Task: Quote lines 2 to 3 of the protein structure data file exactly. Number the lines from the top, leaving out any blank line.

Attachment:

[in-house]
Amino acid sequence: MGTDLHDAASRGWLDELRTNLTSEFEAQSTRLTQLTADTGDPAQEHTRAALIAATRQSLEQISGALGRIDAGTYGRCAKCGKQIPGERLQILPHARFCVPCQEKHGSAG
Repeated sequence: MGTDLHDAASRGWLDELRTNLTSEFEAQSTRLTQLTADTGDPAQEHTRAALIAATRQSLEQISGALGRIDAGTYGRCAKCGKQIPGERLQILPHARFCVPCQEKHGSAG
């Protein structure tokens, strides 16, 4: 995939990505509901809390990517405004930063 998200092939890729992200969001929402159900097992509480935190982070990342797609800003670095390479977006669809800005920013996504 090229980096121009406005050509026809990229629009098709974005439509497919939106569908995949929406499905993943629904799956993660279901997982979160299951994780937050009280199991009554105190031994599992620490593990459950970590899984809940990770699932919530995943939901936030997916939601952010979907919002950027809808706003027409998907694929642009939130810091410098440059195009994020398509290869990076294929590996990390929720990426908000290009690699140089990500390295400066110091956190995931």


Amino acid sequence: MGTDLHDAASRGWLDELRTNLTSEFEAQSTRLTQLTADTGDPAQEHTRAALIAATRQSLEQISGALGRIDAGTYGRCAKCGKQIPGERLQILPHARFCVPCQEKHGSAG
Repeated sequence: MGTDLHDAASRGWLDELRTNLTSEFEAQSTRLTQLTADTGDPAQEHTRAALIAATRQSLEQISGALGRIDAGTYGRCAKCGKQIPGERLQILPHARFCVPCQEKHGSAG